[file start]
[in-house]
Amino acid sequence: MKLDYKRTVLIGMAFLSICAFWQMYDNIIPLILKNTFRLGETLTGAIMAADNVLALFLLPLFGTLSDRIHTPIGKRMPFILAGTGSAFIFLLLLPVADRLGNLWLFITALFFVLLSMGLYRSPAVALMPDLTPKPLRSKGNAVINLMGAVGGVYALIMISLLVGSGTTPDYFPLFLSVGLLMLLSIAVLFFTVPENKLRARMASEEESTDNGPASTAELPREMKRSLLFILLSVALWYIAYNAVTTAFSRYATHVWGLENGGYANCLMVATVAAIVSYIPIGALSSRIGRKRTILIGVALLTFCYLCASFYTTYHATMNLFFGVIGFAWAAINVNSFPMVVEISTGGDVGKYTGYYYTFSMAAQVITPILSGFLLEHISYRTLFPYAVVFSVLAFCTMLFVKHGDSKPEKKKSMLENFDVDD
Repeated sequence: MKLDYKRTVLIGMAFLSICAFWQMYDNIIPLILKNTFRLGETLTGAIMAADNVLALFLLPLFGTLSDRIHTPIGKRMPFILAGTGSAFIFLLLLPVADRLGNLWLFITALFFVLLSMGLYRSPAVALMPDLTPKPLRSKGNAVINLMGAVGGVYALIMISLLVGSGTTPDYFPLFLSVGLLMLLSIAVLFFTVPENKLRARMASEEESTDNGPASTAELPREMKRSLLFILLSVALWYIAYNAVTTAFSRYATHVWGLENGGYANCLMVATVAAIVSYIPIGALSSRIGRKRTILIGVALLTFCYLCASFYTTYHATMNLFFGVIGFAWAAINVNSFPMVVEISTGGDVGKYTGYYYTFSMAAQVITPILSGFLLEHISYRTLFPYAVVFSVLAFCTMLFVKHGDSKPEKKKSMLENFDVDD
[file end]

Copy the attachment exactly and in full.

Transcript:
[in-house]
Amino acid sequence: MKLDYKRTVLIGMAFLSICAFWQMYDNIIPLILKNTFRLGETLTGAIMAADNVLALFLLPLFGTLSDRIHTPIGKRMPFILAGTGSAFIFLLLLPVADRLGNLWLFITALFFVLLSMGLYRSPAVALMPDLTPKPLRSKGNAVINLMGAVGGVYALIMISLLVGSGTTPDYFPLFLSVGLLMLLSIAVLFFTVPENKLRARMASEEESTDNGPASTAELPREMKRSLLFILLSVALWYIAYNAVTTAFSRYATHVWGLENGGYANCLMVATVAAIVSYIPIGALSSRIGRKRTILIGVALLTFCYLCASFYTTYHATMNLFFGVIGFAWAAINVNSFPMVVEISTGGDVGKYTGYYYTFSMAAQVITPILSGFLLEHISYRTLFPYAVVFSVLAFCTMLFVKHGDSKPEKKKSMLENFDVDD
Repeated sequence: MKLDYKRTVLIGMAFLSICAFWQMYDNIIPLILKNTFRLGETLTGAIMAADNVLALFLLPLFGTLSDRIHTPIGKRMPFILAGTGSAFIFLLLLPVADRLGNLWLFITALFFVLLSMGLYRSPAVALMPDLTPKPLRSKGNAVINLMGAVGGVYALIMISLLVGSGTTPDYFPLFLSVGLLMLLSIAVLFFTVPENKLRARMASEEESTDNGPASTAELPREMKRSLLFILLSVALWYIAYNAVTTAFSRYATHVWGLENGGYANCLMVATVAAIVSYIPIGALSSRIGRKRTILIGVALLTFCYLCASFYTTYHATMNLFFGVIGFAWAAINVNSFPMVVEISTGGDVGKYTGYYYTFSMAAQVITPILSGFLLEHISYRTLFPYAVVFSVLAFCTMLFVKHGDSKPEKKKSMLENFDVDD